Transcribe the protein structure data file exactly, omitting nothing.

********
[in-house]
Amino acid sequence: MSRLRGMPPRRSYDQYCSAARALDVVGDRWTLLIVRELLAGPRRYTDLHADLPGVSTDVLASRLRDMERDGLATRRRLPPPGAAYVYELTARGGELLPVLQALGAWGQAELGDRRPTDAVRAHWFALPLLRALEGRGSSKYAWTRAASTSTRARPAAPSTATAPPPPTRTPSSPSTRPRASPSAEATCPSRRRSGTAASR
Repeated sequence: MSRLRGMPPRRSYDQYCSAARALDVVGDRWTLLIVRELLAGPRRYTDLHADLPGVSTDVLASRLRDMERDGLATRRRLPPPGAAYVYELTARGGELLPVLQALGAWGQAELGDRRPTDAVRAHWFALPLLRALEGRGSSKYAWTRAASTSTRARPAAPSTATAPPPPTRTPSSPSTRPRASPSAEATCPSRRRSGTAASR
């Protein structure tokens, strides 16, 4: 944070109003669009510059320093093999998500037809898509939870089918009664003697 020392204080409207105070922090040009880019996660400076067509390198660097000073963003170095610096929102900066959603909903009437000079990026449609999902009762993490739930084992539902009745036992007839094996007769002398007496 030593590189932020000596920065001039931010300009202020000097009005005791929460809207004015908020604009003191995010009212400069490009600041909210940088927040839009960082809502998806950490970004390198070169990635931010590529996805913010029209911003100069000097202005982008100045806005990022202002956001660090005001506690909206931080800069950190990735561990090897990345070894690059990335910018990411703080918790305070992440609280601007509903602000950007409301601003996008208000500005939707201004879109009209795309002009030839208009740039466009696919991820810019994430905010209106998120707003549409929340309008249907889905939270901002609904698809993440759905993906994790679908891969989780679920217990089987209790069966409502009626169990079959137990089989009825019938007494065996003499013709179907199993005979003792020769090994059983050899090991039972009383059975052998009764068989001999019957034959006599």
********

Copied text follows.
[in-house]
Amino acid sequence: MSRLRGMPPRRSYDQYCSAARALDVVGDRWTLLIVRELLAGPRRYTDLHADLPGVSTDVLASRLRDMERDGLATRRRLPPPGAAYVYELTARGGELLPVLQALGAWGQAELGDRRPTDAVRAHWFALPLLRALEGRGSSKYAWTRAASTSTRARPAAPSTATAPPPPTRTPSSPSTRPRASPSAEATCPSRRRSGTAASR
Repeated sequence: MSRLRGMPPRRSYDQYCSAARALDVVGDRWTLLIVRELLAGPRRYTDLHADLPGVSTDVLASRLRDMERDGLATRRRLPPPGAAYVYELTARGGELLPVLQALGAWGQAELGDRRPTDAVRAHWFALPLLRALEGRGSSKYAWTRAASTSTRARPAAPSTATAPPPPTRTPSSPSTRPRASPSAEATCPSRRRSGTAASR
């Protein structure tokens, strides 16, 4: 944070109003669009510059320093093999998500037809898509939870089918009664003697 020392204080409207105070922090040009880019996660400076067509390198660097000073963003170095610096929102900066959603909903009437000079990026449609999902009762993490739930084992539902009745036992007839094996007769002398007496 030593590189932020000596920065001039931010300009202020000097009005005791929460809207004015908020604009003191995010009212400069490009600041909210940088927040839009960082809502998806950490970004390198070169990635931010590529996805913010029209911003100069000097202005982008100045806005990022202002956001660090005001506690909206931080800069950190990735561990090897990345070894690059990335910018990411703080918790305070992440609280601007509903602000950007409301601003996008208000500005939707201004879109009209795309002009030839208009740039466009696919991820810019994430905010209106998120707003549409929340309008249907889905939270901002609904698809993440759905993906994790679908891969989780679920217990089987209790069966409502009626169990079959137990089989009825019938007494065996003499013709179907199993005979003792020769090994059983050899090991039972009383059975052998009764068989001999019957034959006599």